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At A level we will introduce a new section in papers covering Advanced Extension Award type material and an Extended Project requiring a high degree of planning, preparation, research and autonomous working.
Mr. Hoban: To ask the Secretary of State for Education and Skills what research has been conducted by her Department into the consistency of examination standards in (a) the national tests taken at seven, 11 and 14 years and (b) GNVQs. 
Jacqui Smith [holding answer 11 July 2005]: None. While the Department has not undertaken or commissioned research about the consistency of standards over time in national curriculum tests or GNVQ examinations, it takes a close interest in research conducted by others.
Beverley Hughes: Removing Barriers to Achievement", our SEN strategy, already provides a clear vision for improving support and outcomes for children with SEN. It sets out action to ensure that children with SEN receive the help they need as quickly as possible, from schools and other services.
The SEN strategy was informed by a review of special schools. Special schools have a vital role teaching children with the most severe and complex needs, and sharing expertise with mainstream schools.
15. Mr. Hollobone: To ask the Secretary of State for Education and Skills what assessment she has made of the likely effect on funding for an attendance at adult education classes in the Kettering constituency and in Northamptonshire as a result of her Department's emphasis on the 14 to 19 Skills Agenda. 
Phil Hope: Giving young people the skills they need to progress in employment and to gain higher level skills is essential. Similarly we are committed to ensure that adults have the skills they need for employability. I am confident that there will be a wide range of adult education provision in Kettering and that the needs of the local community will continue to be met.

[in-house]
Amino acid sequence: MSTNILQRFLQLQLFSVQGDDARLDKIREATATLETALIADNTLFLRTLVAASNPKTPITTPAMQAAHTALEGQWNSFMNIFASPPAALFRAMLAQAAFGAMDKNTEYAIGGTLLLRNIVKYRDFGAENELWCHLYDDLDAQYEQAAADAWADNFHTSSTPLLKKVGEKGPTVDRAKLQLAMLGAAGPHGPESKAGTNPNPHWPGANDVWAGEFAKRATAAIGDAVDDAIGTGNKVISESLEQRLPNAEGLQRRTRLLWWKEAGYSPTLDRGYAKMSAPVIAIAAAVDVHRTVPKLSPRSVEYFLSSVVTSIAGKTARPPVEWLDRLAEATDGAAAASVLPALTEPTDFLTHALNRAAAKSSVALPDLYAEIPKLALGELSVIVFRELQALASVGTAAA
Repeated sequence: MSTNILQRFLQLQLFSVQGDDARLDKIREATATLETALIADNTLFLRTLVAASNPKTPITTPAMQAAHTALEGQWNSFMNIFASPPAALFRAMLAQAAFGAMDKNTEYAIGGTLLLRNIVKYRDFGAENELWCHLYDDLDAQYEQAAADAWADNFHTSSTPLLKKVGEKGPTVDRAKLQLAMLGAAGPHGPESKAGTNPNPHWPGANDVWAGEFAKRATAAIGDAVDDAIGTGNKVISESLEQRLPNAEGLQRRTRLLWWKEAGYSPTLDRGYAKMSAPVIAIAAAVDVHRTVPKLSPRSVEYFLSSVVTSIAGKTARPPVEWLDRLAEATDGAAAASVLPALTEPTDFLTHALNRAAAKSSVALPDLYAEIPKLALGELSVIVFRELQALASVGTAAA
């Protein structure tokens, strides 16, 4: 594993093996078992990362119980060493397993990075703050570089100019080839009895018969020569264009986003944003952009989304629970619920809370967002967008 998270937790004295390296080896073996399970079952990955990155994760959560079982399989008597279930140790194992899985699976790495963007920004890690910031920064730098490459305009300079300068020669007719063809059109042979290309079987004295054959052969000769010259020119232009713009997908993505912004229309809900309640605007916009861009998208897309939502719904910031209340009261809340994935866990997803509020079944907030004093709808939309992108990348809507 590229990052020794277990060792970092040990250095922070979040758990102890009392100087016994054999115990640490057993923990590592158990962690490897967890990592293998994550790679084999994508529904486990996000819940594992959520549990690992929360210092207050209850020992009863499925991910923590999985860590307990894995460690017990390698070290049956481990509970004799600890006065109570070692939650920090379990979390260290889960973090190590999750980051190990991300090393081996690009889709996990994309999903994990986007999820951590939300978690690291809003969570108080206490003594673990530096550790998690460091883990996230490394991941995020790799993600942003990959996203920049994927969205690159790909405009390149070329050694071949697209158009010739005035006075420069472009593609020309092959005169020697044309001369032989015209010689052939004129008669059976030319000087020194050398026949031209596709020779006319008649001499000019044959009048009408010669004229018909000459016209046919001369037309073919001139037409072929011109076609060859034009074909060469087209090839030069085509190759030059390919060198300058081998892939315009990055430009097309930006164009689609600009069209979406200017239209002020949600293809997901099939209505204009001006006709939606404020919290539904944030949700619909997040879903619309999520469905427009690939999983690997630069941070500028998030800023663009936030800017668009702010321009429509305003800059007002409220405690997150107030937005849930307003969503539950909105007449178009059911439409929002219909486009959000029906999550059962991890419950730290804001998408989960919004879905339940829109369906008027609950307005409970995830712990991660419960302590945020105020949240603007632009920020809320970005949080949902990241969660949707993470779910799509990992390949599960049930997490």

Beverley Hughes: Young people are the most important audience for the Green Paper. We will seek their views in a number of ways including through the publication of a young people's questionnaire, discussions with youth organisations and consultation groups with disadvantaged young people who might not otherwise respond.
Jacqui Smith: Raising educational attainment plays a crucial role in reducing antisocial behaviour and crime by promoting positive values and improving life chances. Our National Primary and Secondary Strategies are improving the quality of teaching and learning in schools. We are also implementing a complementary and comprehensive programme of measures to strengthen schools' capacity to improve pupils' behaviour and attendance.
Primary schools, supported by the National Literacy Strategy, have the highest standards of literacy ever. In 2004 78 per cent. of 11-year-olds reached the target level 4 of the National Curriculum in the Key Stage 2 English tests, an increase of 15percentage points since 1997.
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Phil Hope: This is a matter for the Learning and Skills Council. Mark Haysom, the Council's Chief Executive, will write to the hon. Member with this information and a copy of his reply will be placed in the House Library.
Information regarding the uptake of places on Apprenticeships amongst 16 to 18 year olds is recorded for the Milton Keynes, Oxfordshire and Buckinghamshire area as a whole. It will therefore not be possible to provide an exact figure in response to your question.
The local LSC is anticipating and preparing for a 4% increase in the number of 16 to 18 year olds undertaking Apprenticeships in 200506, for the whole of the Milton Keynes, Oxfordshire and Buckinghamshire area.
A total figure for the number of participants for this year for Milton Keynes, Oxfordshire and Buckinghamshire is not yet available. However, using the available figures, currently at Period 10 for the year 200405, officers at the local office have extracted the number of apprentices with a Milton Keynes postcode.
Clearly this figure cannot be precise and should be regarded as an indication of the potential numbers involved. Ultimately the number of participants will depend upon actual demand from young people and the availability of places from participating employers.
Gordon Banks: To ask the Secretary of State for Education and Skills how many Dance and Drama Fees and Maintenance Fund awards have been made in the last five years to residents of each of the nations of the UK. 
Between 2000 and 2005 Manchester LEA processed 4,156 applications for support from the means-tested fund. Of these 129 were from Welsh
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students and 113 were from Scottish students. The remainder were students from England and the EU, and we do not have a breakdown of these figures.
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